skip to main content

Listen

Read

Watch

Schedules

Programs

Events

Give

Account

Donation Heart Ribbon

Judge Rules Barrio Logan Community Plan Will Be Referendum On June 3 Ballot

Aired 4/7/14 on KPBS Midday Edition.

GUESTS:

Diane Takvorian, Executive Director, Environmental Health Coalition

Chris Wahl, public relations spokesman for San Diego's shipbuilding industry

Transcript

Evening Edition

Aired 4/4/14 on KPBS News.

A San Diego Superior Court judge has denied an injunction that would have put the Barrio Logan community plan into the courtroom.

A San Diego Superior Court judge has denied an injunction that would have put the Barrio Logan community plan into the courtroom.

The Environmental Health Coalition showed that one of three arguments made to prospective petition signers by the zoning plan's opponents was misleading, but it was not enough to keep voters from weighing in on the issue, Superior Court Judge Randa Trapp ruled following oral arguments.

The judge said she legally had "very limited power" to remove a ballot item.

The fate of the plan will now be decided by a referendum on the June 3 ballot.

When the Barrio Logan Community Plan was passed with a 5-4 vote by the San Diego City Council last year, the Port of San Diego Ship Repair Association fought back with a referendum. The Environmental Health Coalition, an activist group that supports the Barrio Logan community plan, had accused the association of directing their paid signature gatherers to lie to voters about the effects of the plan.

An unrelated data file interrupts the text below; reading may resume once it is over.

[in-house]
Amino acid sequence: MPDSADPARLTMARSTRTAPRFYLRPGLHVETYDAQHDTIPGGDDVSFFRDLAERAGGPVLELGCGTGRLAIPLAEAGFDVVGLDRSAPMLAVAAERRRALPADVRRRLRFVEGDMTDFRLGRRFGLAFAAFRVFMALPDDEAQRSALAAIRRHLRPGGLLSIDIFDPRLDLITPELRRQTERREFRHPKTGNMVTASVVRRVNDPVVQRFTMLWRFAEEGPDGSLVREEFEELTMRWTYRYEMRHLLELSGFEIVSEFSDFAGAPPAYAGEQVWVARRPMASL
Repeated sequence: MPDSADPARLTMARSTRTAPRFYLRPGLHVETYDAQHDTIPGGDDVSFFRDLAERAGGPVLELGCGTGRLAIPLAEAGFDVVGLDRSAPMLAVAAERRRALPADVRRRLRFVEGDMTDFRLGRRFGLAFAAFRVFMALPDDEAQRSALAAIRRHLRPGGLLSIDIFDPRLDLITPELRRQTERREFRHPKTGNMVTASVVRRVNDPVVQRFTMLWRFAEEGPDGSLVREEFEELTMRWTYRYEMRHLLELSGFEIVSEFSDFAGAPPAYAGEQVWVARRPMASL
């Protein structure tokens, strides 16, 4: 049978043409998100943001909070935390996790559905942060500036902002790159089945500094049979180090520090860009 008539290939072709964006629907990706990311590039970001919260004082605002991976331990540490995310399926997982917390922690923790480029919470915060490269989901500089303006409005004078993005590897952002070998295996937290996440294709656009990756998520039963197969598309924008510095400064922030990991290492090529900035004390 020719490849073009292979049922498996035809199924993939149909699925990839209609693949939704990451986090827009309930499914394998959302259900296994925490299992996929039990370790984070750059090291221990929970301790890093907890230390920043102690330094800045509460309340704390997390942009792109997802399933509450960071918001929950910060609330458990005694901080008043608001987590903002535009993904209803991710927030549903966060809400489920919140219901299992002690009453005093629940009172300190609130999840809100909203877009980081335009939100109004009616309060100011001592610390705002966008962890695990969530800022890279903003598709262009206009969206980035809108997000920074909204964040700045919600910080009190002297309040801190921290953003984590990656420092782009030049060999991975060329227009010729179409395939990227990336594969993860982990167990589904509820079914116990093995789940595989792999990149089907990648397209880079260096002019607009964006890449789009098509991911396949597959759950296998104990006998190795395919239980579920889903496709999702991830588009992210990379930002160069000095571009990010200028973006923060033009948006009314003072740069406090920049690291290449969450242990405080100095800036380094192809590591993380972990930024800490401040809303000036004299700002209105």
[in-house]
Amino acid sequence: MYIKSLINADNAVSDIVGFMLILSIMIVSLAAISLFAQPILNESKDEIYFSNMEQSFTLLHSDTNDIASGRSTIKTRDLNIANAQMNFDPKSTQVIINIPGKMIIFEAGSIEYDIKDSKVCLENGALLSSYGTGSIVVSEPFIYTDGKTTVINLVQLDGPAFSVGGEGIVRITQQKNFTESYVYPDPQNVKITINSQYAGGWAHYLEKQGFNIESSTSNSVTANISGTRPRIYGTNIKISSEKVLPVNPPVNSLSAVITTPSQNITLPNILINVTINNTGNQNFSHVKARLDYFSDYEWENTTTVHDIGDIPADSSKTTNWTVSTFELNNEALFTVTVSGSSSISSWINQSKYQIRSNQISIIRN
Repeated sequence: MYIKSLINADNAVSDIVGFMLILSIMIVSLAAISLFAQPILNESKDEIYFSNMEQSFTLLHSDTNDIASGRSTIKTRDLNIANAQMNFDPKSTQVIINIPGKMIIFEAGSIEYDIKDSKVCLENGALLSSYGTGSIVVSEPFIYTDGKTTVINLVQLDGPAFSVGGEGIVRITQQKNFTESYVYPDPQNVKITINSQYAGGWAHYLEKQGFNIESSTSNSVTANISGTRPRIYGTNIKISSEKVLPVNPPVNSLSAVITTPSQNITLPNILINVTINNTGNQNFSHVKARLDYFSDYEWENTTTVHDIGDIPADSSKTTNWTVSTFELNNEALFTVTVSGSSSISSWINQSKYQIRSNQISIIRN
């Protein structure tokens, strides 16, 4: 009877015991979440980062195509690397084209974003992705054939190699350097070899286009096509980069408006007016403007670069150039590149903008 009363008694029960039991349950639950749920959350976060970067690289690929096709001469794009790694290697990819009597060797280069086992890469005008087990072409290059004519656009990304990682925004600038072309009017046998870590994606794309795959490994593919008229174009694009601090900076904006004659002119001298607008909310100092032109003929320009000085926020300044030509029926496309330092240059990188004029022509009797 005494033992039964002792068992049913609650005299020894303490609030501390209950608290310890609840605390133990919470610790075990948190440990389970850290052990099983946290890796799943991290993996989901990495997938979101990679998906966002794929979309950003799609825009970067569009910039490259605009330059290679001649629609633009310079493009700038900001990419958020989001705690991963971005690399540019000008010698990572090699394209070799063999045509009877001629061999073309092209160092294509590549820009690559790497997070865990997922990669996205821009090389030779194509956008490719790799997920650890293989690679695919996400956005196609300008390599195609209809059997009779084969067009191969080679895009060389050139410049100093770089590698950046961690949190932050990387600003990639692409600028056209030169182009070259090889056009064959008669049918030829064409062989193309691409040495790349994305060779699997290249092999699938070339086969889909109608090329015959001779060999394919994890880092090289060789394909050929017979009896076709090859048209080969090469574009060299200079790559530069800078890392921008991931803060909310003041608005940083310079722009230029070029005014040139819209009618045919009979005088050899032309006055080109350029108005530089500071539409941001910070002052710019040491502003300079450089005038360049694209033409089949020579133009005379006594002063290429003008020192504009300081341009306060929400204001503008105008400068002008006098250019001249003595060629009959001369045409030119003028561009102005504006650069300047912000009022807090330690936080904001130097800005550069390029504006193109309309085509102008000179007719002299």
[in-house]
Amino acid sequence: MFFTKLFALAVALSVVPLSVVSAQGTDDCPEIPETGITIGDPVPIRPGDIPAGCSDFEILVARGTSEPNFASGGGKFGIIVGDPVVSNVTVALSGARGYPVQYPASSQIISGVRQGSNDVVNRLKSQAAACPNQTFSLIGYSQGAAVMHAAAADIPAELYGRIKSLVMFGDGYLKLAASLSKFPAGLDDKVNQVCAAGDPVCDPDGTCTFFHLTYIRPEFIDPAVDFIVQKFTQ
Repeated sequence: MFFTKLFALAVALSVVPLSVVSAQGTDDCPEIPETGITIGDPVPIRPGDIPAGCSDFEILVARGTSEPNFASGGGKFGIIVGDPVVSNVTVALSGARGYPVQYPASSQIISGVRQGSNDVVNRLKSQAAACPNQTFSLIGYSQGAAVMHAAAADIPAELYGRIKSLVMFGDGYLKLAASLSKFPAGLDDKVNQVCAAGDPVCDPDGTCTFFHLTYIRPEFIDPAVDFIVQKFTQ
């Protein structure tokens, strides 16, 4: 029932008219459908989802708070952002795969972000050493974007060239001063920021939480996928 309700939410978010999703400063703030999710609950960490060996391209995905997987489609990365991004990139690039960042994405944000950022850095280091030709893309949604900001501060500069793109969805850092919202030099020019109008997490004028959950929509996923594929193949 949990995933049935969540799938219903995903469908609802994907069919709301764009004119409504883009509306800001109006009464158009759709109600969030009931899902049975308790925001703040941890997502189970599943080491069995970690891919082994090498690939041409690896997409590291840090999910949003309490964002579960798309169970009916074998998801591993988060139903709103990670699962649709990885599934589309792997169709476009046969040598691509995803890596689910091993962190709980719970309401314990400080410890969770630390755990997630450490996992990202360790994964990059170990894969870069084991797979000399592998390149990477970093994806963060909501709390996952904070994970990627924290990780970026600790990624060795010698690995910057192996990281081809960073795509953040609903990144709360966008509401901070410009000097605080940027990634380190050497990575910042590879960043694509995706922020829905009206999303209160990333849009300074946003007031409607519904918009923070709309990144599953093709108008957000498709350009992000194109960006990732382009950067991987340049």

The judge agreed with EHC attorney Marco Gonzalez that petition signature-gatherers misled prospective signers by claiming the new zoning regulations would lead to 46,000 job losses and $14 billion in lost revenues.

However, she said he failed to meet his burden regarding other claims made by the signature-gatherers -- that the Navy could eventually leave San Diego and that residential development could encroach on industrial areas.

In the ruling, the court said:

“The evidence suggests that although the (ship repair) association could have been more proactive (the ship repair association) did not have ultimate control of the circulators, who were independent contractors.”

Friday is the last day for the San Diego City Clerk to set the ballot for the June election.

City News Service contributed to this report.

KPBS's Maureen Cavanaugh, Patty Lane and Alison St John contributed to the Midday and Evening Edition segments of this story.

Comments

Avatar for user 'DonWood'

DonWood | April 4, 2014 at 3:26 p.m. ― 5 months, 2 weeks ago

Only a San Diego judge would ever rule that it's now legal to flat out lie to voters, or pay others to lie to them.

( | suggest removal )

Avatar for user 'Mmikey'

Mmikey | April 5, 2014 at 8:09 a.m. ― 5 months, 2 weeks ago

the voters actually get to vote on something important ?

wait and see

( | suggest removal )

Avatar for user 'philosopher3000'

philosopher3000 | April 7, 2014 at 2:36 p.m. ― 5 months, 1 week ago

I'd like to know how much the "Shipping Industry" (i.e. military contractors) paid to influence this public election by paying for signatures? It seems unethical for an industry that gets it's money from taxpayers to use that money to influence politics.

Also, we better not find out that the real powers behind the "Barrio Logan Community Plan" are more San Diego Land Developers looking to make bank by developing the port.

( | suggest removal )

Avatar for user 'GandT'

GandT | June 1, 2014 at 2:46 p.m. ― 3 months, 2 weeks ago

Please us the live links to link to the judge's actual ruling... and NOT to your own tweet about it! Hmph, thought I was on the wrong website for a moment... we all expect better backup documentation from PBS, if you please <3

( | suggest removal )

Avatar for user 'benz72'

benz72 | June 1, 2014 at 5:37 p.m. ― 3 months, 2 weeks ago

P3e3"It seems unethical for an industry that gets it's money from taxpayers to use that money to influence politics."

While I see your point about conflict of interest this sort of exclusion can cut both ways. Would you endorse removing franchise from current welfare recipients since it is a conflict of interest? For that matter, should government workers be allowed to vote for people who promise them pay raises? It seems like a sticky situation.

( | suggest removal )